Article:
Thursday, August 02, 2012

80-Page Thursdays: Batman 80-Page Giant #3! Hey, wait a second...

(I'm on vacation, so here's an 80-pager I did before starting 80-Page Thursdays. From 2000, Batman 80-Page Giant #3!)

Look, I'm not Calendar Man, but June 30 has got to be either Yak Shaving Day or the Feast of Maximum Occupancy.

Long-term readers of this site probably know this isn't one of those behind the scenes kind of news outlets: for example, while I know Chuck Dixon is no longer with DC Comics, I haven't the slightest on the how or why of that. But Dixon wrote Batman for a long time, moreover, he wrote the best Calendar Man I've ever read. Admittedly, I've read like three; but still, that's a tough villain to have to work with.
Dixon opens with a 60's style Calendar Man getting his big score foiled by Batman and Robin, with period-appropriate art by Joe Staton. Sadly, it's probably the high point of the Calendar Man's career, and things go pretty south for Julian Day from there. Although his lawyer does a good job of selling it, Day is found guilty on all charges, his third offense. This may have been before three strikes laws, but he gets the maximum sentence, which wouldn't make him eligible for parole until after January 1, 2000. For someone completely fixated on the calendar, that wasn't really working for him.

Before that, though, Day gets two lucky breaks...that aren't lucky for him at all. First, he's freed by Bane, circa Knightfall. Although Julian wisely bails out on Gotham, he's picked up by Power Girl, who seems about as concerned as if she was picking up her dry cleaning. Thrown into Blackgate Prison, Day is freed again during the Bat-Quake, but is left starving and helpless in No Man's Land until he's arrested again. This time he gets Arkham.

His treatment would be cruel and unusual in a prison, but in Arkham it's innovative therapy: to break Day of his fixation on calendars, he's put in a cell with no outside light, no clocks, random periods of light and darkness. He's kept without any knowledge of days, months, or years...until March 2000, missing the millennium. Still, that gets him parole, since he was rather a bit on the catatonic side for that, which is what passes for good behavior in Arkham.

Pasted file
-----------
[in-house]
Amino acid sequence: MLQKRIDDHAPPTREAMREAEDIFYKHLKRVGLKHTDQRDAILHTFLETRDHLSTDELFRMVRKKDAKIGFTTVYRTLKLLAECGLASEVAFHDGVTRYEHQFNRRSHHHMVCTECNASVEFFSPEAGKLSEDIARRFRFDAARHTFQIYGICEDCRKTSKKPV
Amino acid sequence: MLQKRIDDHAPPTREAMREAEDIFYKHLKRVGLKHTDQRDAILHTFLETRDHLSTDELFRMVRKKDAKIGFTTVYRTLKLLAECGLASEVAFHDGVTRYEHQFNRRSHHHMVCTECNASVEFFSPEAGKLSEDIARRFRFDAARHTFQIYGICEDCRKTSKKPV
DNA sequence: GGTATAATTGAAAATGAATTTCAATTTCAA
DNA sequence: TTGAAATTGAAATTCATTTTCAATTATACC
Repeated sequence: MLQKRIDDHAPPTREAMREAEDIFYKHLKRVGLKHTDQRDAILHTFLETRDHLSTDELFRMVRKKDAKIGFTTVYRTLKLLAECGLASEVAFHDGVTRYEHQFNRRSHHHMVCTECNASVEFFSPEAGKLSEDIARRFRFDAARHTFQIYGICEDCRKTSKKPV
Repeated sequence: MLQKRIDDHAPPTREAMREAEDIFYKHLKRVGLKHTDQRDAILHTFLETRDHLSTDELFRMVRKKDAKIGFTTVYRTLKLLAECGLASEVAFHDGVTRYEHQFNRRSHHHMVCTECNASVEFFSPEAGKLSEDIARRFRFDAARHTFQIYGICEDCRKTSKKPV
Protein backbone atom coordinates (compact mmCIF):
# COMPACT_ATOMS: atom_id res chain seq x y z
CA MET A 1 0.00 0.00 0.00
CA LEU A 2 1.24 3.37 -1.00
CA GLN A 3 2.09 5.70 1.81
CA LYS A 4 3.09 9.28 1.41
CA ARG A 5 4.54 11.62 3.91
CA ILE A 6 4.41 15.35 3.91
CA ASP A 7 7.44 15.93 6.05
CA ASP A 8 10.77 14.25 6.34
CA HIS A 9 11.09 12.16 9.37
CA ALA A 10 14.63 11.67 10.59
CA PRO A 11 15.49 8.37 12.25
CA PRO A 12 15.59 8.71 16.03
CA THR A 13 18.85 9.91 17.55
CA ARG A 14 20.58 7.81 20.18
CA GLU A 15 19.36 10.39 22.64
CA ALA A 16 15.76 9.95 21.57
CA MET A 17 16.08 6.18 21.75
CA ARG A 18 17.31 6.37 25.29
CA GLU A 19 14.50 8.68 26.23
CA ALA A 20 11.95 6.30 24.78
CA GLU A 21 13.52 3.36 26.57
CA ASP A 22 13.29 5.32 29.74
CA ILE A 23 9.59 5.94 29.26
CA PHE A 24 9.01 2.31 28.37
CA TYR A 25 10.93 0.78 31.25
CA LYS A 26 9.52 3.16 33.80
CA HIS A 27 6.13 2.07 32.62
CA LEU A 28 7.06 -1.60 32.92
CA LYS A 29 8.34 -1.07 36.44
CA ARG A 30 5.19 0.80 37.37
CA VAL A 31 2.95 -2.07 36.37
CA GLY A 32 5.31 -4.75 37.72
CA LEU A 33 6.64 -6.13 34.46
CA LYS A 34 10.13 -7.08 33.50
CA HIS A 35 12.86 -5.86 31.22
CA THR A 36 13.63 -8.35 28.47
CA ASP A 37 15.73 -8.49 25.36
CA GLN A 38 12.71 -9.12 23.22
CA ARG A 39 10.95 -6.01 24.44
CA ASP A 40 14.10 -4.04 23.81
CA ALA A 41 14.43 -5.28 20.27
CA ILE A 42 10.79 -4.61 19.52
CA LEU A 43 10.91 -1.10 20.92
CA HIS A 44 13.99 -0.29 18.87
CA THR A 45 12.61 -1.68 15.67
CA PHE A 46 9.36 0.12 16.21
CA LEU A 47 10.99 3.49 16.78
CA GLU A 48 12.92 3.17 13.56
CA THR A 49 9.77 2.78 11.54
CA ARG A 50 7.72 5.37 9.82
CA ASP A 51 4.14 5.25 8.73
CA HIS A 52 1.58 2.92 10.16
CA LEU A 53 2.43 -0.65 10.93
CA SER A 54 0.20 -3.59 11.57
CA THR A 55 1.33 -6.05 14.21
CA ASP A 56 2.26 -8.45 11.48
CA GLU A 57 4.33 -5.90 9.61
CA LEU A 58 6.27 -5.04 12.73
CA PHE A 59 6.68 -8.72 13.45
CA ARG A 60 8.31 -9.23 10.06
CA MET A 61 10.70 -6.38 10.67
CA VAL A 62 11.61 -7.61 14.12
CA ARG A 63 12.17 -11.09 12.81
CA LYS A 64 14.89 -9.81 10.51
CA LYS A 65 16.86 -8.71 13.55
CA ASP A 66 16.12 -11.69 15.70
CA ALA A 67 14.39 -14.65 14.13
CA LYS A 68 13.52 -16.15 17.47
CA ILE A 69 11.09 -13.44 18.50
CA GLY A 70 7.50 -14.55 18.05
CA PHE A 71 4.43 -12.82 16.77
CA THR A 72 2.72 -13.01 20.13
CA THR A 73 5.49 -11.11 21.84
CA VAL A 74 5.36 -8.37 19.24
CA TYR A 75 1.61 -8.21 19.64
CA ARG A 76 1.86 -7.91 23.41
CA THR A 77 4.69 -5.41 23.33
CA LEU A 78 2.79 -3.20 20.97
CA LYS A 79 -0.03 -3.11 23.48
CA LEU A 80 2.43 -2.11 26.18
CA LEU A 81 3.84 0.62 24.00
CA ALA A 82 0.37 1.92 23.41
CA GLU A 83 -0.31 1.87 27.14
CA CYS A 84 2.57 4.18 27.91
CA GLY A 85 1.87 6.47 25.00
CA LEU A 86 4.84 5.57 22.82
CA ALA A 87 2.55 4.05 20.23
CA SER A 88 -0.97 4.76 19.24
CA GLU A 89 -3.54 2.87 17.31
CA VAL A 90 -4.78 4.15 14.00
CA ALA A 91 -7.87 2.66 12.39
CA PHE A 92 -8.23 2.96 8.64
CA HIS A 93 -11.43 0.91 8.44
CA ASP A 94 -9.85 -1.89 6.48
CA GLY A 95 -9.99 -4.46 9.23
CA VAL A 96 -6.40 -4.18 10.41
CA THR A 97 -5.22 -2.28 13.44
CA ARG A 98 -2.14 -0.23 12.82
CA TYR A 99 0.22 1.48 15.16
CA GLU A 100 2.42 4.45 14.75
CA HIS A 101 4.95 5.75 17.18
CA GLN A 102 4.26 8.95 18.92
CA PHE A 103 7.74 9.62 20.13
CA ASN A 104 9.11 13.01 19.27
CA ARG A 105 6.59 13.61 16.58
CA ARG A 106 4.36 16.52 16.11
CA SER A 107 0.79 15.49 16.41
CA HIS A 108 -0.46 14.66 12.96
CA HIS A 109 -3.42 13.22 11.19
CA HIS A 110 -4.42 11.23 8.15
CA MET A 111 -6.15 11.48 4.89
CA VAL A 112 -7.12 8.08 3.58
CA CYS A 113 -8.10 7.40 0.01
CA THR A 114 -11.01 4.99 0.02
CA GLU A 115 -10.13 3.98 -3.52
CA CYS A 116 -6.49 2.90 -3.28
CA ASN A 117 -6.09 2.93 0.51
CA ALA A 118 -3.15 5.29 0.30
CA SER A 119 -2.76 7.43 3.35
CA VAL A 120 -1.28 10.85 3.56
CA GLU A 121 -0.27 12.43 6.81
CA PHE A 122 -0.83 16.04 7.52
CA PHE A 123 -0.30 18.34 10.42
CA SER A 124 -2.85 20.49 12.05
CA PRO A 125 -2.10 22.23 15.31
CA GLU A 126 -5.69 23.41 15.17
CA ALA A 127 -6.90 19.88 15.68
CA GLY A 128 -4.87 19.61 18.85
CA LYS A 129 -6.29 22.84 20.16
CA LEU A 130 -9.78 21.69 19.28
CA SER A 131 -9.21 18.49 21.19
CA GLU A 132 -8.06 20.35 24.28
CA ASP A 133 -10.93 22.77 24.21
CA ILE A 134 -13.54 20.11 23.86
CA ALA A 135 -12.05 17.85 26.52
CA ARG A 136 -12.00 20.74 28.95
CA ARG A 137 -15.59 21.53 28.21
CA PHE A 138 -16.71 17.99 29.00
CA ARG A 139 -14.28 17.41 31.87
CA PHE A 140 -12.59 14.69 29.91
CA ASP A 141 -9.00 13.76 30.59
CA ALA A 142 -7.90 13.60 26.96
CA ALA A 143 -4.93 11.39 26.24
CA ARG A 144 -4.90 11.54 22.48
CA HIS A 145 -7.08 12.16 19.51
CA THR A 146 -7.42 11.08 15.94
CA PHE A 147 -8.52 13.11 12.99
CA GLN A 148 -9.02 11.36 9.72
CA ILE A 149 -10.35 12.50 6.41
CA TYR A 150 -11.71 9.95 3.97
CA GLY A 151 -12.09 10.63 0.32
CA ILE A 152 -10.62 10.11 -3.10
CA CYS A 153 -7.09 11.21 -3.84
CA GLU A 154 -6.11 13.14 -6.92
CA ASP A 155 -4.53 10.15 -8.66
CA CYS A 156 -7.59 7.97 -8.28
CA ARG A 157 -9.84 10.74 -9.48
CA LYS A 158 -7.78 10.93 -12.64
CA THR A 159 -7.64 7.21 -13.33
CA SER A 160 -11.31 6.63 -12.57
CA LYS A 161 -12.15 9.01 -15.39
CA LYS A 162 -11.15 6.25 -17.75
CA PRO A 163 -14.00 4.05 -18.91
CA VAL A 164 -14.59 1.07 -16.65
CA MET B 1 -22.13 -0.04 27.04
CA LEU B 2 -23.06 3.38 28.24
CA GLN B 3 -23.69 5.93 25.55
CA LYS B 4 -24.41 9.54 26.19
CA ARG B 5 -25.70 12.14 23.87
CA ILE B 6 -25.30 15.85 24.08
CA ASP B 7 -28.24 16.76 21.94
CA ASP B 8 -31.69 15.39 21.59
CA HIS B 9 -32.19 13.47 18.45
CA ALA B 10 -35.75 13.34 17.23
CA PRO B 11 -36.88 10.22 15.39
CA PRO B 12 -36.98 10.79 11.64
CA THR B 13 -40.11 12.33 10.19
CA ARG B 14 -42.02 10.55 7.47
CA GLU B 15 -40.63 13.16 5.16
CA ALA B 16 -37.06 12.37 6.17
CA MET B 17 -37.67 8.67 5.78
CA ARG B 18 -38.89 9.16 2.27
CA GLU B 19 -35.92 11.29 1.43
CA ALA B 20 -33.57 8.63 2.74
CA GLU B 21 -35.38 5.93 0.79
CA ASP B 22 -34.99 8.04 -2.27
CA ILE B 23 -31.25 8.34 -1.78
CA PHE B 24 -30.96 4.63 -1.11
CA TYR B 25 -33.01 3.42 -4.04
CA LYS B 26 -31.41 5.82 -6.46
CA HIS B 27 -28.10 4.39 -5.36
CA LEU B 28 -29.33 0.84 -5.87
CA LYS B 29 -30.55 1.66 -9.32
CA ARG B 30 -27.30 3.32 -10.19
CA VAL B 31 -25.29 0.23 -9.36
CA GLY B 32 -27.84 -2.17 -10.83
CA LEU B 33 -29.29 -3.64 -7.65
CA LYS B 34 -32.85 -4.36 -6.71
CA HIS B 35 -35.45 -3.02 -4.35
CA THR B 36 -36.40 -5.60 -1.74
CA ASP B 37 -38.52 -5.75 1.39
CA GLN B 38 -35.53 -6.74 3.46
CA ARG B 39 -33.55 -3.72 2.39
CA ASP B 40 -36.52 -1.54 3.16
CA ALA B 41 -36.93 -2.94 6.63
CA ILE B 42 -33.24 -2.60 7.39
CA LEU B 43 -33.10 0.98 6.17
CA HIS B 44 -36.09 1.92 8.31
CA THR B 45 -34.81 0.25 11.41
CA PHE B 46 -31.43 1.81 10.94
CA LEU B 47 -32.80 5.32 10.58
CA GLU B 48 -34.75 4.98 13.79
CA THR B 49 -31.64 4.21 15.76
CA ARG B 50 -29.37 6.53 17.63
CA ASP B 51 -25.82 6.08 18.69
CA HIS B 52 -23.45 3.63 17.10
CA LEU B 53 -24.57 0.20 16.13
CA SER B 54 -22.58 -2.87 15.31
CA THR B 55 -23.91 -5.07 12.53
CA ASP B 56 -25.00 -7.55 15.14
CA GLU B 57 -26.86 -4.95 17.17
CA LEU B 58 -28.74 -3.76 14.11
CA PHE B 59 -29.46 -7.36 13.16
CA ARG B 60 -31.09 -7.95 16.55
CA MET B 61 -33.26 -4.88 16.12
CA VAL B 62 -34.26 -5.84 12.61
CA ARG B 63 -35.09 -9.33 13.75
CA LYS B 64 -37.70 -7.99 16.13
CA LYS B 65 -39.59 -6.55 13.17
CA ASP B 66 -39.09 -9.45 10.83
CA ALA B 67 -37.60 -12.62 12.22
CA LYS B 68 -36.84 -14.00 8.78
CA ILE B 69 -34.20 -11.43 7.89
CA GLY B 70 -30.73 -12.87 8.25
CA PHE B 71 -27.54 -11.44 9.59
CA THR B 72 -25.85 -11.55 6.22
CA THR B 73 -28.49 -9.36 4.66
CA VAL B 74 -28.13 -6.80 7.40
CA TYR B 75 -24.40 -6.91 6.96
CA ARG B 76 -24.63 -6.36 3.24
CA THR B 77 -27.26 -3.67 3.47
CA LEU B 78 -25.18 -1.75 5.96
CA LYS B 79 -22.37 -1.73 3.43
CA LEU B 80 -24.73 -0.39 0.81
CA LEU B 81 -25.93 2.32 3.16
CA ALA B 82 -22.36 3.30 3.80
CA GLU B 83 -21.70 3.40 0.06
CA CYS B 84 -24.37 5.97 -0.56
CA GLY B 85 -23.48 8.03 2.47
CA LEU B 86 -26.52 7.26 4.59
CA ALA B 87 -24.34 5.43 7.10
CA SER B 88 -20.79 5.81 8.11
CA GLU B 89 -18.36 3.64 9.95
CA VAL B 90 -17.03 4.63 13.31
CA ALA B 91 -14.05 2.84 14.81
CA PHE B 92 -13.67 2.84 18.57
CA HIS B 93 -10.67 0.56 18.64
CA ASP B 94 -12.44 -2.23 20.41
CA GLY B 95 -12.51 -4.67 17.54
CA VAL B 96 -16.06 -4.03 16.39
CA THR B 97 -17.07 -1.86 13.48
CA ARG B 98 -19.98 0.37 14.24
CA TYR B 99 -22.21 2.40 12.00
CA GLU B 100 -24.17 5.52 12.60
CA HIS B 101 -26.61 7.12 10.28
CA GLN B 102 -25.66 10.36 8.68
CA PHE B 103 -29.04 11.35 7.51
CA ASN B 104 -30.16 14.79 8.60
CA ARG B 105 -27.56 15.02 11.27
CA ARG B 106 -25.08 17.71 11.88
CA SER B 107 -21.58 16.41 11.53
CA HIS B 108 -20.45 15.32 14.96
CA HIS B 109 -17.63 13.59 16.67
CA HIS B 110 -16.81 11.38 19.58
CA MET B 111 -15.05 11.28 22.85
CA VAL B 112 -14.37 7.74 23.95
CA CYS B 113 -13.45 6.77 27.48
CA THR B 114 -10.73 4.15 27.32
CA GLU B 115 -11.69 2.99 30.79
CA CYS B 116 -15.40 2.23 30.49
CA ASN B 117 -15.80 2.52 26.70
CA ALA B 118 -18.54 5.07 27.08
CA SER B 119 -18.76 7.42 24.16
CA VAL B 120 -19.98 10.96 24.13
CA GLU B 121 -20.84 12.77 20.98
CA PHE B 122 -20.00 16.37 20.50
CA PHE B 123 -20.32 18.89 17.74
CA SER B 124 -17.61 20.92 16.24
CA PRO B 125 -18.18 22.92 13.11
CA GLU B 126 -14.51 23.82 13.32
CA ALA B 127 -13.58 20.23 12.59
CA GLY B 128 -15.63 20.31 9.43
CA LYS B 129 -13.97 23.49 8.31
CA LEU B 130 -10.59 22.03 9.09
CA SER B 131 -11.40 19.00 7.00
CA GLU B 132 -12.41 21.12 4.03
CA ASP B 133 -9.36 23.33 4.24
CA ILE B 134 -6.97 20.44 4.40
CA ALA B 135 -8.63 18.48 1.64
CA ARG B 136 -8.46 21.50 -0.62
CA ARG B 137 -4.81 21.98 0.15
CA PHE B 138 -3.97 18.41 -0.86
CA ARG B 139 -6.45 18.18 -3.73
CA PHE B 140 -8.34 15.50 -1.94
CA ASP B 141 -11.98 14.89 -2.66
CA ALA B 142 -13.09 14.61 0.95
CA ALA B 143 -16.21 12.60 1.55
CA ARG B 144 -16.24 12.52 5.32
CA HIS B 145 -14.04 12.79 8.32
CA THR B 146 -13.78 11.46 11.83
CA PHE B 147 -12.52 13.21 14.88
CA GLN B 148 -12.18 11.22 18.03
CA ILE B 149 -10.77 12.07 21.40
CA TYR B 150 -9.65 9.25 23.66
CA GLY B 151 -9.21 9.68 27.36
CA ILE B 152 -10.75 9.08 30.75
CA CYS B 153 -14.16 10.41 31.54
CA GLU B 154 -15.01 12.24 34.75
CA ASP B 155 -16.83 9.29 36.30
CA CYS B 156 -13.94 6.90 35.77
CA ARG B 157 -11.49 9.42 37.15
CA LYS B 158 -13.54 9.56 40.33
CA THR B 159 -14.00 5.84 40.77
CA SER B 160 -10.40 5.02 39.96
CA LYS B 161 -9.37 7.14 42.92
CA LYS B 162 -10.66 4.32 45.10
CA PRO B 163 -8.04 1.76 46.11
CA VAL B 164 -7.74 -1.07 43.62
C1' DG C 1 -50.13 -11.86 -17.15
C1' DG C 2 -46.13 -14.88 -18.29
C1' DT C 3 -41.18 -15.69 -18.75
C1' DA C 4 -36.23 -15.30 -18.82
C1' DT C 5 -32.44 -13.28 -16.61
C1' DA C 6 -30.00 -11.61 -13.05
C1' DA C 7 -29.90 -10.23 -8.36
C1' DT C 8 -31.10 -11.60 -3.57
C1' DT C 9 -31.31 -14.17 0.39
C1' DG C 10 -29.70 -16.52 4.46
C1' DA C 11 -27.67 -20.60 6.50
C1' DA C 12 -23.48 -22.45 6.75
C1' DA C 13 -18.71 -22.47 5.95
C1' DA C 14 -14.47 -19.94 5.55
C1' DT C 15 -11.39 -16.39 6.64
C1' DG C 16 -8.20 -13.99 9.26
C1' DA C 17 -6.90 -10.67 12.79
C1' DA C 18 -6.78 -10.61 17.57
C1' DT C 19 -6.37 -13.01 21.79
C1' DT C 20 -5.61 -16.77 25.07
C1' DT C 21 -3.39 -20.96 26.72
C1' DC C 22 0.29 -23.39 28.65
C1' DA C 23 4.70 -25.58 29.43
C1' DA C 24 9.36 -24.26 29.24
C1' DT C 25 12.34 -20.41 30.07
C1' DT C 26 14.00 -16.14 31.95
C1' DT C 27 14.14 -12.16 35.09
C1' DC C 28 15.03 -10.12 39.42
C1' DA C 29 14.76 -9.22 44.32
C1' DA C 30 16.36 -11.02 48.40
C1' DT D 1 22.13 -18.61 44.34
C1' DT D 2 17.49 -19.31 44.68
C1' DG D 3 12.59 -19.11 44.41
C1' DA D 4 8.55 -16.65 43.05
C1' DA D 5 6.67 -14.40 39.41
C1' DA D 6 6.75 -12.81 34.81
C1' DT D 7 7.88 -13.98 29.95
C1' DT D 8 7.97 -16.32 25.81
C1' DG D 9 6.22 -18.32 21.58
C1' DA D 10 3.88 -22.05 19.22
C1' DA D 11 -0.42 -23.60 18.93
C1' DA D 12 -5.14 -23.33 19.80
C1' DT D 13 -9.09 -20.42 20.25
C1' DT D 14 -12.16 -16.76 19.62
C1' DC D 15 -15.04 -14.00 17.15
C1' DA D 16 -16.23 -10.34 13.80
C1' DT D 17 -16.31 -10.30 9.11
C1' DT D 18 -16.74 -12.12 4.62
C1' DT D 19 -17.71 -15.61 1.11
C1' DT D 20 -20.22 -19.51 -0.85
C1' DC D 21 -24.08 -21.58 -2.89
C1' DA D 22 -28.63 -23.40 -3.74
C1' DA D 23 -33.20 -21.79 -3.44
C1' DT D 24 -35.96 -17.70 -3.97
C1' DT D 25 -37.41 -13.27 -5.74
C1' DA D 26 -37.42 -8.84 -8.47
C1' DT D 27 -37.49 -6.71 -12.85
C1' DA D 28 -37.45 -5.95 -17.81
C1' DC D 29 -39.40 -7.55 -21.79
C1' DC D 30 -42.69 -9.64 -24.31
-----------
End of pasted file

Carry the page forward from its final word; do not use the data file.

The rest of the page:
Although he had planned a whole Times Square blowup before, with the millennium gone, Day is at first so surprised to be released that he thinks it is another "shrink's trick." But, he's so grateful to have days and nights and the simple joy of marking days off on a calendar, that he seems harmless. Then Batman pokes the bear. He sounds like Judge Dredd here, on recidivism, and probably gives this speech to just about everyone who gets out of Arkham or Blackgate. He might have wanted to save it this time, since it just sets Calendar Man off. (How many villains do you think would be quits if Batman didn't get in their faces?) Day decides he may have missed January 1, 2000; but there are other calendars, and he sets off to have his vengeance on those days.

Day gets a more current costume, a rocket launcher with EMP-generating shells, and a new gang; before setting off on a new five day spree. But not five consecutive days: Calendar Man sends Commissioner Gordon a note with his five days of terror, picked from ancient and obscure calendars. Tim Drake appears a couple times in the story as Batman's legman, to track down the dates.

Calendar Man is pretty successful at first, and seems to be having a lot of fun: shooting down a jet in Y2K homage, kidnapping a pile of models at a calendar shoot, booby-trapping his old apartment for the cops. Fed up, Batman turns up the pressure on the rest of Gotham's underworld, letting them know that he'll be all over them until they find Calendar Man. I have to ask: it's not like Batman was giving the mobsters and crooks a pass before, right? I mean, Bats roughs them up and lets them know more is coming, but even if they deliver Day giftwrapped to Batman, he's not going to be any less harsh on those criminals. There is a brief moment where a boss asks the advice of an old-school criminal, Matches Malone, a longtime secret identity of Batman; who advises "flush the psycho."

So they do: the criminals track down Calendar Man (one of his men broke radio silence to make a bet) and gun down his crew. Batman stops the mob from murdering Day (although, doesn't that leave the lives of the crew on Batman's hands?) then chases down Calendar Man. Bill Sienkiewicz art. Can't go wrong with that.

In the end, Day's found guilty of a mountain of charges from racketeering to discharge of a radioactive weapon within city limits...and two hundred and ten counts of homicide. His lawyer advises if the judge doesn't go for the death penalty, he wouldn't be eligible for parole for eight years. Day starts making plans for December 23, 2012. The day the world ends according to the Aztec calendar, for you non-X-Files fans.

I'll have to look for it, but I think Dixon wrote a similar story with the secret origin of the Riddler. (One of the annuals, I believe.) He can write a good story of a bad guy who is just a wee bit insane, villains who take obsessive-compulsive disorders into their crime gimmicks. I found this one in the quarter bins, but if you want a nice Batman story with good art that doesn't make you read forty other books, take a look for the Batman Eighty Page Giant (July 2000). Written by Chuck Dixon, art by Joe Staton, Manuel Gutierrez and Bud Larosa, Mike Deodato and David Roach, Graham Nolan and Mark Pennington, Louis Small Jr. and Caesar, Dale Eaglesham and John Floyd, and Bill Sienkiewicz.


Ron Hogan said...

You would think Calendar Man, of all people, should know that the millennium starts in 2001, not 2000. Does the story address that in ANY way, even as a joke?

googum said...

You know, I don't think it does, but I don't think Calendar Man was a rocket scientist, either. He may have been forced to accept the misconception...